In Nonsense, Robert J. Gula spends a good amount of time discussing and evaluating the use of comparison both as a poetic feature of our language and as a logical feature of our language. I think there is enough material to justify at least two blog posts on the topic. This is the first.
Gula begins chapter twelve by recognizing the benefits of having the linguistic and physical mechanisms capable of generating an almost infinite number of comparisons and contrasts: "Devices of comparison and contrast can aid us in expressing ourselves. They add vividness and richness to utterances, they are sometimes a way of making concrete an abstract idea, and they sometimes provide a means by which we can clarify a complex idea" (141).
Gula then uses his poetic knowledge to illustrate his point. He refers to an evocative comparison made by John Donne, the sixteenth century English poet.
"[W]hen the poet John Donne compares two people in love to the legs of a drawing compass, his comparison allows him to concentrate a complicated thought into just a few lines [. . .]" (142).
In one regard, the legs of a drawing compass are individualized; they are detached from one another. This detachment allows the drawing compass to perform its intended function. Yet the legs of a drawing compass are not completely detached from one another. They share a common hinge.
The image of a drawing compass's legs provides us with an concrete image of separation and unity. When two people are in love, they are still two individual people. One can fly to Miami; the other can fly to Helsinki. True, they are not constrained by something as tangible as a pair of handcuffs, yet they do seem to be constrained in a more abstract way. The thoughts of each person for example may repeatedly cycle back to pictures and articulations of the beloved, thus constraining each's ability to effectively perform any task that requires an act of higher cognition. Each may be constrained emotionally by the absence of one's beloved.
Thus, the balancing of separation and unity is nicely captured by the concrete image of a drawing compass. Donne's analogy is a creative achievement to be enjoyed.
Some creative achievements may not have the poetic excellence or the literary endurance of a lyric by John Donne. For those of you who are interested in the stock market, an event recently occurred--Apple Computer released its first quarter earnings results on Wednesday--that gave people a chance to create some charming colloquialisms. For example, I heard one person say that "Apple is sitting on a mountain of cash."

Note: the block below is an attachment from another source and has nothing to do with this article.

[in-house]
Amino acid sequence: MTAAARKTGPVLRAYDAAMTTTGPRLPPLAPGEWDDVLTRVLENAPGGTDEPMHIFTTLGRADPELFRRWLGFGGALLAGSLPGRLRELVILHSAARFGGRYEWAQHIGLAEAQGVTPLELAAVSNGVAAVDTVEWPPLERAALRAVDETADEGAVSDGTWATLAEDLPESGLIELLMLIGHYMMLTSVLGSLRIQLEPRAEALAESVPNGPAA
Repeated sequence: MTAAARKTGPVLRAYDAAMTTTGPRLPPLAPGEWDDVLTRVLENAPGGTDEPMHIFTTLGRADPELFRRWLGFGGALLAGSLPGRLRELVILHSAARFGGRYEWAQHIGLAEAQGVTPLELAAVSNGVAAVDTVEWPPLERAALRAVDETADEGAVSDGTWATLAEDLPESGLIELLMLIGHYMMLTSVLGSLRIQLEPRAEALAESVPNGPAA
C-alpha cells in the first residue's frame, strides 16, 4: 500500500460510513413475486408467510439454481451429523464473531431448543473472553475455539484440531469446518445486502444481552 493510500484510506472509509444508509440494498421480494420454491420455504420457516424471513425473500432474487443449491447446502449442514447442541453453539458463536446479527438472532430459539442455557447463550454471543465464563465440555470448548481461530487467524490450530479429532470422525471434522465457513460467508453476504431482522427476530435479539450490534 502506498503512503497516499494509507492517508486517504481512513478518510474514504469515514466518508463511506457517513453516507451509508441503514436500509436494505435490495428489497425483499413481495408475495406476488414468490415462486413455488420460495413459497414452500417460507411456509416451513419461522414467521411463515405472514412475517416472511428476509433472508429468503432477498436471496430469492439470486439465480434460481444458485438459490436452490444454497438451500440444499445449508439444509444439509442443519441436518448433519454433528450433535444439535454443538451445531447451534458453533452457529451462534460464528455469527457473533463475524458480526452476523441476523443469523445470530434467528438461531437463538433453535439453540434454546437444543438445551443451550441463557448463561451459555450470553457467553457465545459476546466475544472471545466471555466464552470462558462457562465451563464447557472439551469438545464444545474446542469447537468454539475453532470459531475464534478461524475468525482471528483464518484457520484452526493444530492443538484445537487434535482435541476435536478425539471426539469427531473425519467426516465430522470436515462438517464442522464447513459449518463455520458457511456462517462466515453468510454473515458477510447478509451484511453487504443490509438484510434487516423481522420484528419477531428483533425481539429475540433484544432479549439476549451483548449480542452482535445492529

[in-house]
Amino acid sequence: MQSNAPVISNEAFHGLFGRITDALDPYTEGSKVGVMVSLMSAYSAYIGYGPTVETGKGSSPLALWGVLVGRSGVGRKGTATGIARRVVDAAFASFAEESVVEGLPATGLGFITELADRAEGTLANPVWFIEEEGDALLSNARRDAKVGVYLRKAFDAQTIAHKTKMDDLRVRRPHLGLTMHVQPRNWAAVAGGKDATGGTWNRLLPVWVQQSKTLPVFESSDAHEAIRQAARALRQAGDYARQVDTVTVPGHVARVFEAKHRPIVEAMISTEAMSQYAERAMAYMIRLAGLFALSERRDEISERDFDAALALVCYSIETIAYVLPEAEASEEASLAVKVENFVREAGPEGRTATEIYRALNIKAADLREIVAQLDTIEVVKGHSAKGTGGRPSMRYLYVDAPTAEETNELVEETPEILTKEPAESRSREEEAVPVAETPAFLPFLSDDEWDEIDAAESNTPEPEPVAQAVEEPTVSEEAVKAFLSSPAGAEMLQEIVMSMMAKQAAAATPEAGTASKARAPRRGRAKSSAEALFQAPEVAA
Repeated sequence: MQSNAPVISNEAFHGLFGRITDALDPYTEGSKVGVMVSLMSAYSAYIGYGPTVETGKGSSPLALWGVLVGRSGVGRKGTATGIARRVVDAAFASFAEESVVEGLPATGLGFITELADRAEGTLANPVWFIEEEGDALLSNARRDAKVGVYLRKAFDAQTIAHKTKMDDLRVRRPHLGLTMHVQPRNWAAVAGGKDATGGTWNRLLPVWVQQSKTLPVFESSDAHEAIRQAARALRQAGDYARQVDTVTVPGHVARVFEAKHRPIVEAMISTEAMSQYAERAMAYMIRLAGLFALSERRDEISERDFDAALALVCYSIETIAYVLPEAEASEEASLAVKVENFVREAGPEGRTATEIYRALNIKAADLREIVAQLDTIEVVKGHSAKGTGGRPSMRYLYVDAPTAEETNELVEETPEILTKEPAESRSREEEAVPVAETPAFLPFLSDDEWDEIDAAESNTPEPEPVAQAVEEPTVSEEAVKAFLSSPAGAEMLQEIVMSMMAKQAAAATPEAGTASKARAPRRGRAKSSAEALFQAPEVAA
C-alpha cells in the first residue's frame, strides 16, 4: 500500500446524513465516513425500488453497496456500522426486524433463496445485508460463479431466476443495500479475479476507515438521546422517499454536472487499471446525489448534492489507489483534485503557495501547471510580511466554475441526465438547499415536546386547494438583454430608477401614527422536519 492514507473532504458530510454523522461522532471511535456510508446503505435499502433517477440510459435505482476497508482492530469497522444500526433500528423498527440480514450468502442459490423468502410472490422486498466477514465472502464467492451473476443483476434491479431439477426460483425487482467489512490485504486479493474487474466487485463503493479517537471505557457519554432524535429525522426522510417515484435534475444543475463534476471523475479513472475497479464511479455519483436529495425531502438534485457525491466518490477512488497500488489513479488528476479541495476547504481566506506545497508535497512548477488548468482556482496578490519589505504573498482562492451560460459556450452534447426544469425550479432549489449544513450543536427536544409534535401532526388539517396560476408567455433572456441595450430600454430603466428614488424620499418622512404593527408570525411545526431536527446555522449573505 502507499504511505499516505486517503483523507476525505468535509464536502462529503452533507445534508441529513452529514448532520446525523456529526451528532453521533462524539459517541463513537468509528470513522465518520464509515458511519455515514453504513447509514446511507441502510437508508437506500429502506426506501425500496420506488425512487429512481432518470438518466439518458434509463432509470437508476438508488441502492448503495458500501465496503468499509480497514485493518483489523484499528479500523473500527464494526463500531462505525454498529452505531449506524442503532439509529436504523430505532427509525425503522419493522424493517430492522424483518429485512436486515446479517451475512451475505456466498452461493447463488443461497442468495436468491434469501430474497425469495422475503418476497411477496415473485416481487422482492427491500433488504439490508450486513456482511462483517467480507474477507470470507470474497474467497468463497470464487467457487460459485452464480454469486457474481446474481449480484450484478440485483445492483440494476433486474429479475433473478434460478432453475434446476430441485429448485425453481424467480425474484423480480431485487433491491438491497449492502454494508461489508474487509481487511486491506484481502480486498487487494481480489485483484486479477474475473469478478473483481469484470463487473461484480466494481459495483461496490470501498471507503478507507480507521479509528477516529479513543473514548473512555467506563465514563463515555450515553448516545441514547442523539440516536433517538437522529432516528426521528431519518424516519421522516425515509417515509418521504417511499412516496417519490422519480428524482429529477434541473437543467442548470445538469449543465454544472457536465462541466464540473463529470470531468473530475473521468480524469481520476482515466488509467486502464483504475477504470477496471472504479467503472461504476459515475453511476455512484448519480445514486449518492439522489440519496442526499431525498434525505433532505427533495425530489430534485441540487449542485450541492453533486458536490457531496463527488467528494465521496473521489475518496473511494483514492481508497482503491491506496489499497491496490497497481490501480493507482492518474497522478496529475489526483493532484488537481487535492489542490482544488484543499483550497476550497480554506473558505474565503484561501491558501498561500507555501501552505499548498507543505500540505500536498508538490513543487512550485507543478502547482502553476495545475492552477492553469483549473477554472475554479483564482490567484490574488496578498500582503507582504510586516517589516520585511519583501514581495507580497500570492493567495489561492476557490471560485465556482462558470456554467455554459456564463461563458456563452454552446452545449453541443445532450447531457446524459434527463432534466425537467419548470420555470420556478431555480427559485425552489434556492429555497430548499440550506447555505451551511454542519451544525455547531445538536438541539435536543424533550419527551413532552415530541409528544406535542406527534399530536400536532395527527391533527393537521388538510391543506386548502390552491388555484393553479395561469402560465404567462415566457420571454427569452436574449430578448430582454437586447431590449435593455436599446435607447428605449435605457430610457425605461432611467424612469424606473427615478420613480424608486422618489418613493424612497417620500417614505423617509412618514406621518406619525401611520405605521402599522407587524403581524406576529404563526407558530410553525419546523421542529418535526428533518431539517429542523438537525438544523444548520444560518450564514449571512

I guess an image is helpful when you try and understand how big a pile of money 137 billion dollars actually is.
I heard another person say, after the earnings report came out and the stock was down about ten percent, "Apple is a melting ice cube."
This expression is, in my opinion, better than the previous example because it's less cliche, and it captures in a familiar image the bearish case against Apple Computer. Again, it may not have the longevity of a Donne poem, but comparing a stock that was once the darling of Wall Street to a melting ice cube is a analogy that I appreciate; it is a creative achievement that helps people understand a complex phenomenon.
However, like other creative achievements that are properly enjoyed, analogies can be used immorally.
According to Gula, "It is one thing to use an analogy to help convey an idea. It is another thing to argue by analogy or to use an analogy to form an inference or judgment. [. . .] Analogies are abused when they try to claim similarity and to establish identity under the guise of merely suggesting that similarity" (142).
Gula then provides four examples to clarify the sorts of situations in which analogical reasoning is abused. I will explore the first one here and continue exploring the rest in next week's post.
Suppose you are discussing with a colleague your favorite chili recipe. "My grandfather's chili is the best I've ever had."
"Yeah," your colleague replies with a dismissive smirk. "That's because you've never had my recipe. For reasons of nostalgia and elderly respect, I know my chili can never surpass your grandfather's." Your colleague, smiling, then looks you in eye and says, "Parity, I think, would be impossible for you to dispute."
"I doubt it."
"What's in your grandfather's chili? Tomato sauce? Chili Powder? Some cayenne? Garlic? Salt, pepper? Right?" The colleague nods, shrugs his shoulders.
"Right. Well I put all that stuff in my chili so your grandfather's chili and mine would taste the same. Equally delicious."
Here we have a speaker claiming that because some object (a pot of his chili) contains several of the same ingredients that another object contains (a pot of grandpa's chili), they are identical in taste. But it seems like a pot of chili is too complex an object to be generalized in this fashion. Sure, the two recipes share some features, share some ingredients, but the conclusion that they will taste the same because of their shared ingredients would be fallacious. The similarity between the two pots of chili would need to be more comprehensively established before such a conclusion would be justified.